XAML is used extensively in .NET Framework 3.0 & .NET Framework 4.0 technologies, particularly Windows Presentation Foundation (WPF), Silverlight, and Windows Workflow Foundation (WF). In WPF, XAML forms a user interface markup language to define UI elements, data binding, eventing, and other features. In WF, workflows can be defined using XAML. XAML is also used in Visual Studio 11 for Windows 8 metro applications.

XAML elements map directly to Common Language Runtime object instances, while XAML attributes map to Common Language Runtime properties and events on those objects. XAML files can be created and edited with visual design tools like Microsoft Expression Blend, Microsoft Visual Studio, and the hostable Windows Workflow Foundation visual designer. They can also be created and edited with a standard text editor, a code editor like XAMLPad, or a graphical editor like Vector Architect.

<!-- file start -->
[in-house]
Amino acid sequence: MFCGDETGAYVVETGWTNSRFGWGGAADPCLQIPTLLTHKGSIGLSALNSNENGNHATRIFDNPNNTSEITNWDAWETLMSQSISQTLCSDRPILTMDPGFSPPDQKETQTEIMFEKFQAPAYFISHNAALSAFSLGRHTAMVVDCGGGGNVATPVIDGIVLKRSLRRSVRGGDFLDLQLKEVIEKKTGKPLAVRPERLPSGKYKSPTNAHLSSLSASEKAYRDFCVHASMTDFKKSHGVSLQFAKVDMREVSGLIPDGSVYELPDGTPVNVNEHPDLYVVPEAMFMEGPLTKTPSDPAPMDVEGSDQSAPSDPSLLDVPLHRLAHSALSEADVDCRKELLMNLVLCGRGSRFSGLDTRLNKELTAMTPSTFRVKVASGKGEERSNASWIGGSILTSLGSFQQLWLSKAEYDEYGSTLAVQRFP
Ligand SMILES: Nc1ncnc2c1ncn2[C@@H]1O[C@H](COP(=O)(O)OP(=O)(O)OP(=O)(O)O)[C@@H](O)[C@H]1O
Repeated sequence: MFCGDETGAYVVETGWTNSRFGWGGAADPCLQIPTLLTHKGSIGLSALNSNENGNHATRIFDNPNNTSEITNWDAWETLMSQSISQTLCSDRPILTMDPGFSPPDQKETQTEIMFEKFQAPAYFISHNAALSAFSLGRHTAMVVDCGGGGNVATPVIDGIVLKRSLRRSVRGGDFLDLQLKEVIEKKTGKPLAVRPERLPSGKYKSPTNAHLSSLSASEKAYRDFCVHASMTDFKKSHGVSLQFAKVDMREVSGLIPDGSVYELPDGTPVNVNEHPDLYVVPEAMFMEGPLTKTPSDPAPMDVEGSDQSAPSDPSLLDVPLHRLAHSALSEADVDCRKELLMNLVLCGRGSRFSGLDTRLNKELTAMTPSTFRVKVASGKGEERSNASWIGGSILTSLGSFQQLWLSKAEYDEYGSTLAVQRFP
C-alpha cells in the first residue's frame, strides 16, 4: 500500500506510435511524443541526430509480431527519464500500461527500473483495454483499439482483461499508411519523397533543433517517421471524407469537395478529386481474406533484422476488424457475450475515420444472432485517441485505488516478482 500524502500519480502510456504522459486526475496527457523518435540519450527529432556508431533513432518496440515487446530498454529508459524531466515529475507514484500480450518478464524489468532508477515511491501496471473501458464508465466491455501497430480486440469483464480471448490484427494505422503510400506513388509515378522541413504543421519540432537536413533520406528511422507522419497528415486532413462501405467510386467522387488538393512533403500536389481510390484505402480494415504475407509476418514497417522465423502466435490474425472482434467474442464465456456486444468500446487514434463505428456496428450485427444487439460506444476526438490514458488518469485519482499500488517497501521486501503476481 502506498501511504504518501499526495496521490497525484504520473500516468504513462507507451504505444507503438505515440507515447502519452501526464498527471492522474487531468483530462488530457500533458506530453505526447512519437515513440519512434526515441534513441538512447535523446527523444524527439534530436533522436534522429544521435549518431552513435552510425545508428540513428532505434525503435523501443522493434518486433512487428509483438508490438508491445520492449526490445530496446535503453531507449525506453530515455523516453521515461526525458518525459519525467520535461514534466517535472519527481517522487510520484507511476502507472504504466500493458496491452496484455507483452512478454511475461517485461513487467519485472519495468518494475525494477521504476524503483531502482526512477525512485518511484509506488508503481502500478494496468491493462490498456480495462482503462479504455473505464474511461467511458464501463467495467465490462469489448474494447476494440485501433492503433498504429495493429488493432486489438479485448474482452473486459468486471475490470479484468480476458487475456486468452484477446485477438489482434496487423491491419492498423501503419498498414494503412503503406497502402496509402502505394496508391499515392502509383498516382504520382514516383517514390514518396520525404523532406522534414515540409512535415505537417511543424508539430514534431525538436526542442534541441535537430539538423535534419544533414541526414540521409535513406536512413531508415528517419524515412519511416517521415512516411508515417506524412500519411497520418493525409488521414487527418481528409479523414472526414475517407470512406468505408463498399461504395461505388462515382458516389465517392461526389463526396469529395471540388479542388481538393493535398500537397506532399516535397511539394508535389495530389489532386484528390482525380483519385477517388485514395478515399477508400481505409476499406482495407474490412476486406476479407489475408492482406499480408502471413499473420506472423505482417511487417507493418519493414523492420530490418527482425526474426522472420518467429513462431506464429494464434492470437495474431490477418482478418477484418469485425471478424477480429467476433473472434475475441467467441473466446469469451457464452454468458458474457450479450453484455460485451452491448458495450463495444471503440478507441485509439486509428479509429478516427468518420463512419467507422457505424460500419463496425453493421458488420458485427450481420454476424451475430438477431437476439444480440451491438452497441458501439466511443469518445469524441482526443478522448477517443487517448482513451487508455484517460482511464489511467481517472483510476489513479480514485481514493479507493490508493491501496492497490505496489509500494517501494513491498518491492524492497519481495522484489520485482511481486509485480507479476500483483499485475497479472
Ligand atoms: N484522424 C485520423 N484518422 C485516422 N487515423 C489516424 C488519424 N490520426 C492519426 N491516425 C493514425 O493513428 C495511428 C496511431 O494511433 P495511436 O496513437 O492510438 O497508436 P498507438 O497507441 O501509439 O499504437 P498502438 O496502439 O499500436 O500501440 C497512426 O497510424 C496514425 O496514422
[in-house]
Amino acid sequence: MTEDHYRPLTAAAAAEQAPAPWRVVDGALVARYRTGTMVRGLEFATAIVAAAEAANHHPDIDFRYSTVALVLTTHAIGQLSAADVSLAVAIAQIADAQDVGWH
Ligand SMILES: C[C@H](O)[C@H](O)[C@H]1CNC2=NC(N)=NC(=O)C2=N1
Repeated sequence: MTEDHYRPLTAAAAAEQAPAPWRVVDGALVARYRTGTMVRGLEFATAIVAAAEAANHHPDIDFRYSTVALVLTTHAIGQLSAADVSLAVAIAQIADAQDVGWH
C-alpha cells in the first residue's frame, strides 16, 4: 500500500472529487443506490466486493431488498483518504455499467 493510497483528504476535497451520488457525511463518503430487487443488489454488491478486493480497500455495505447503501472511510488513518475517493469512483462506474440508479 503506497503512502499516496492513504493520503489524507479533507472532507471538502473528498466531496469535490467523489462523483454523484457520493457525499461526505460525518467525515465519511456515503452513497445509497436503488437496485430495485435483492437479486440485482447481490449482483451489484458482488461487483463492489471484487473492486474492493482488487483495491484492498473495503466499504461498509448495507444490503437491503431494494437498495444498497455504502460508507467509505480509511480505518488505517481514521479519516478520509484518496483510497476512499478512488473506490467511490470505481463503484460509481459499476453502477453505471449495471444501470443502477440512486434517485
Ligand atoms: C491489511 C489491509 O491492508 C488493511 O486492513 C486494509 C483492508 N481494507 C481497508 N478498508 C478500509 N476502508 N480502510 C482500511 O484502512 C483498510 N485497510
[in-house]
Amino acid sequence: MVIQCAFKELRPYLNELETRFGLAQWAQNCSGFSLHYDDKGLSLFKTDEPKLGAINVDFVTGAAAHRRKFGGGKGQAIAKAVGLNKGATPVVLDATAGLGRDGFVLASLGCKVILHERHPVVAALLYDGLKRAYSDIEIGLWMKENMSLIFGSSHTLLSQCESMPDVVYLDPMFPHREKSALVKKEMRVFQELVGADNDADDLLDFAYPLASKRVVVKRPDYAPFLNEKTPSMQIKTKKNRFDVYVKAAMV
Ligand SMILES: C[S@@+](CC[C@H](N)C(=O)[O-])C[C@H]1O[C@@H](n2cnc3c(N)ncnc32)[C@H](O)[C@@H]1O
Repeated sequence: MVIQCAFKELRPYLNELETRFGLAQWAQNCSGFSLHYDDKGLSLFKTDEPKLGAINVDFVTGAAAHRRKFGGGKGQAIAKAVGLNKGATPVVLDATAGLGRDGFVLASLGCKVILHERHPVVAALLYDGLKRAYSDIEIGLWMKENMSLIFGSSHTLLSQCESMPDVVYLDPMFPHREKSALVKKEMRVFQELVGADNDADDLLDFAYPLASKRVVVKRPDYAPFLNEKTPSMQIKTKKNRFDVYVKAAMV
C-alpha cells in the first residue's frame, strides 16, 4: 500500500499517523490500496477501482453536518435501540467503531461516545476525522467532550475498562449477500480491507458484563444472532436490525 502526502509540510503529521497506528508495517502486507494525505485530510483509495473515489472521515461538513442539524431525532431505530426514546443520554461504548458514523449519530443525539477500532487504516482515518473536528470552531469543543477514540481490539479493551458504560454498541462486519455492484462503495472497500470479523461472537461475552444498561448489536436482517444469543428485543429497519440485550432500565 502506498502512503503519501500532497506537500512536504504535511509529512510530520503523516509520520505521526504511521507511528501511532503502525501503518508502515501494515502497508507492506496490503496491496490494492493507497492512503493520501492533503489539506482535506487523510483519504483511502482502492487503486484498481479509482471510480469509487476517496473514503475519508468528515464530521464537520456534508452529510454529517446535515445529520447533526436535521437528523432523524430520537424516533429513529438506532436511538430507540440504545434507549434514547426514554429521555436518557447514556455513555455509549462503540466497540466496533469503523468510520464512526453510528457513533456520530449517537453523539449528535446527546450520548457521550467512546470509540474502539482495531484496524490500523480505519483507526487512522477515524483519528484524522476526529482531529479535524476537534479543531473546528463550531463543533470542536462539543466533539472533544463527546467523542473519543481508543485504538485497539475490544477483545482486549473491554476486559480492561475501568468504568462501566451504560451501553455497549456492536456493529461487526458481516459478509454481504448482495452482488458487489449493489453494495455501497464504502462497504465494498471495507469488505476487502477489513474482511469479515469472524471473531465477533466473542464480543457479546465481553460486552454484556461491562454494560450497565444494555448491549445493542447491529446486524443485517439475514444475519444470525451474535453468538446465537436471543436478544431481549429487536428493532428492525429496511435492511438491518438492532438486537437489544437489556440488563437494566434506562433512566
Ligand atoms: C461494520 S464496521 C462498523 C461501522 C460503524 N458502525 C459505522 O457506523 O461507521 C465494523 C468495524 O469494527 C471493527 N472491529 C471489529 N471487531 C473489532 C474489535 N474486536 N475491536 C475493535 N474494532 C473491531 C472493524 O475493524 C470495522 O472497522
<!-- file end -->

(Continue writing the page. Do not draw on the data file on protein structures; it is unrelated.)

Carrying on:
Anything that is created or implemented in XAML can be expressed using a more traditional .NET language, such as C# or Visual Basic.NET. However, a key aspect of the technology is the reduced complexity needed for tools to process XAML, because it is based on XML.[6] Consequently, a variety of products are emerging, particularly in the WPF space, which create XAML-based applications. As XAML is simply based on XML, developers and designers are able to share and edit content freely amongst themselves without requiring compilation. Since it is strongly linked to the .NET Framework 3.0 technologies, the only fully compliant implementation at present is Microsoft’s